This group of procedures is all about removing an area of bone or tissue which is compromising the spinal cord within the spinal canal or the nerve roots as they leave this area through the neural foramina. Depending on the cause of the complaint, there are generally three methods Nick uses to do this:
This procedure is undertaken where there is irritation or compression to neural tissue by boney or ligamentous growth and is more commonly known as spinal stenosis (see pictures below). These changes are normally a reflection of chronic wear or segmental overload. In simple terms, each level or segment of the spine should operate mechanically within a certain optimal range but changes in the spinal biomechanics such as disc degeneration can cause overloading of the joints and surrounding tissues. This will commonly lead to a narrowing of both the spinal canal and neural foramen (see spinal stenosis section for anatomical details) leading to symptoms in the back and lower limb/s.
Decompressive surgery is basically the removal of these intrusive tissues or bony spurs to restore to openings thus allowing ample room for unobtrucive travel of the neural tissue.
2) Partial Discectomy
The diagram below shows an overhead view of an intevertebral disc that has deveolped a one sided disc bulge, in this case on the left hand side. The level of bulge and consequential nerve compression will govern the type and severity of your symptoms. Minor disc bulges will often settle with conservative management however if this is not the case or, there are gross neurological deficits (drop foot, continous numbeness, pins and needles, bowel/bladder dysfuntion) then a partial discectomy may be necessary.
Although this surgery may not appear as techniquely challenging as more invasive procedures such as fusions, there is an art form to removing enough disc material to remove your symptoms but leaving enough in situ to maintain your normal spinal as much as possible. Occasionally it is necessary to remove far more disc material (radical discectomy) but this would only be in severe or recurrent presentations. In some cases a minimal laminotomy may also be undertaken which removes a small section of the bony arch (picture above and to right, the bony thinner part of the bony ring behind the yellow spinal cord) to help relieve any remaining pressure.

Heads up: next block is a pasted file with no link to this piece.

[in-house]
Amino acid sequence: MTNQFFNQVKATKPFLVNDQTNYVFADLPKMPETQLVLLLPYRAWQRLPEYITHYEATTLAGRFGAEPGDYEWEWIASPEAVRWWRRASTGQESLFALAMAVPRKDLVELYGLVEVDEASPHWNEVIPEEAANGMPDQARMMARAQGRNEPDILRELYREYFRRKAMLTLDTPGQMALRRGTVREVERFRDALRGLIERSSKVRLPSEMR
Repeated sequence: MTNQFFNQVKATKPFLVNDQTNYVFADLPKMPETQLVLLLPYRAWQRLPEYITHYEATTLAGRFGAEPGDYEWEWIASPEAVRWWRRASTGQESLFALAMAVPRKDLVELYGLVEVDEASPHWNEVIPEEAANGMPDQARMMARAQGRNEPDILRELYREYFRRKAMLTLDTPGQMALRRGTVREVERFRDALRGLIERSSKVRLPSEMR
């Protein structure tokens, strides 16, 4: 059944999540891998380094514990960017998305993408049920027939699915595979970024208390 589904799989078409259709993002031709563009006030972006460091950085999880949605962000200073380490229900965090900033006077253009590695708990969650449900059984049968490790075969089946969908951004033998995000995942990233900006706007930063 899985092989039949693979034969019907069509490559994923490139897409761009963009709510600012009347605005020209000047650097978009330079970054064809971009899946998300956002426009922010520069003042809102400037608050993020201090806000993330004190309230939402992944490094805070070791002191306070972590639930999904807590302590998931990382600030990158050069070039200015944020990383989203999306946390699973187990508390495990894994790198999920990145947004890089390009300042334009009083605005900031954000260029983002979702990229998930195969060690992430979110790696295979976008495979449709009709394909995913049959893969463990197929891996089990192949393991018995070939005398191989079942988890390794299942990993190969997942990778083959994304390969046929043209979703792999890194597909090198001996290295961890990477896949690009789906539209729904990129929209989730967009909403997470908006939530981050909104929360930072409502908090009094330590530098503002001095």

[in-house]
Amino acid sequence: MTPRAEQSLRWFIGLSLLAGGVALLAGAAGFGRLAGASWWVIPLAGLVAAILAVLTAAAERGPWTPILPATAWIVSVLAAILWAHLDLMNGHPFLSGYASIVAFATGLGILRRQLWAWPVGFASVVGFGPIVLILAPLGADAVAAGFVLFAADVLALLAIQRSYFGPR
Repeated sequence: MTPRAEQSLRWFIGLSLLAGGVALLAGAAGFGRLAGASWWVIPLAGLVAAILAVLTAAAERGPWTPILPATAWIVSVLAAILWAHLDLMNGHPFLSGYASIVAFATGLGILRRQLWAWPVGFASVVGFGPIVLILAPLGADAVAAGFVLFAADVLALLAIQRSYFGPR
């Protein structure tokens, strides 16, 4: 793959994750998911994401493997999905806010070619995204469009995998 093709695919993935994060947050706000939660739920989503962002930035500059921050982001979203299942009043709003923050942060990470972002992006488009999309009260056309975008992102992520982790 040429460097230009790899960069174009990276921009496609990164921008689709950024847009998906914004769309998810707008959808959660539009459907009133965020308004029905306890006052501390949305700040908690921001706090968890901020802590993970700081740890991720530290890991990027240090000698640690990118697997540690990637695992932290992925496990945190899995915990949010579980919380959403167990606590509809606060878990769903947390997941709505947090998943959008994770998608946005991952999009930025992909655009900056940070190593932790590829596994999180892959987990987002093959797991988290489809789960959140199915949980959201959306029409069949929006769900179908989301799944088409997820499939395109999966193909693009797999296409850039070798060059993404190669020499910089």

3) Discectomy/Decompression (D/D)
This is quite simply when a mixture of both procedures is warrented and is really quite common in disc related surgery.
There is more detailed anatomical inroation pertaining to spinal stenosis and disc prolapse/herniation on their didicated pages with good links to altrnative sites for further learning. For more in depth information regarding precedural descriptions, intial rehabilitation and precautions, please click here for our pre operative booklet. This aid is distributed to all of our clients however it is freely available to download here within the ‘pdf leaflets’ section. If you are not patient then please be aware that the post operative information is related to our individual practice and this may vary from surgeon to surgeon and you must always follow the advice of your own individual consultants. The anatomical and surgical descrip[tion will applicable in a morjoity of sitautions however so ma be useful to you as a reference tool.
A pre-surgery questionnaire is completed upon your admission and scores your pain and functional restrictions, that is how you are coping with general daily activites. This score is converted into a percentage figure that then allows us to catagorise you into one of five groups:
a) 0-20% = Minimal
b) 21-40% = Moderate
c) 41-60% = Severe
d) 61-80% =Crippled
e) 81-100% = Bedbound
You will be sent the same questionnaire complete with a patient satisfaction form on your 3 month surgical anniversay by post, which we ask you to return promlty in the stamped addressed envelope. This primarily allows us to monitor your progress but also allows us to undertake regualar audits so we can make our service to you as effective as possible. We can also use this data however to give patients an idea prior to surgery as to what their improvement can be estimated to be on average. This can be shown in the 3 charts below, one for each individual procedure. Each of the 5 catagories (a-e) have been pooled and the average score recored at the pre and 3 month timeframe. The data was collected from all patients undergoing surgery between 1st March 2008-9. We try to update these 6-12 monthly.
e.g You are coming in for a D/D and your preop score is catagorised as moderate. This encompasses score range of 21-40 but as you can see on the chart (maroon) the average was a score of 29.14%. The average score for this group of people at the 3 month follow up was 8.67%. This is a guide for you to give you a ‘ball park figure’ however you should always appreciate that each and every one of you is different and this will be reflected in the individual scores.
If you need to undergo any of these interventions then the details will be discussed with you individually by Nick however you will also be encouraged to read for yourself to broaden your understanding and is the main reason for this sites evolution. Should this further reading then lead to any queries you can be sure to raise then before your surgery goes ahead.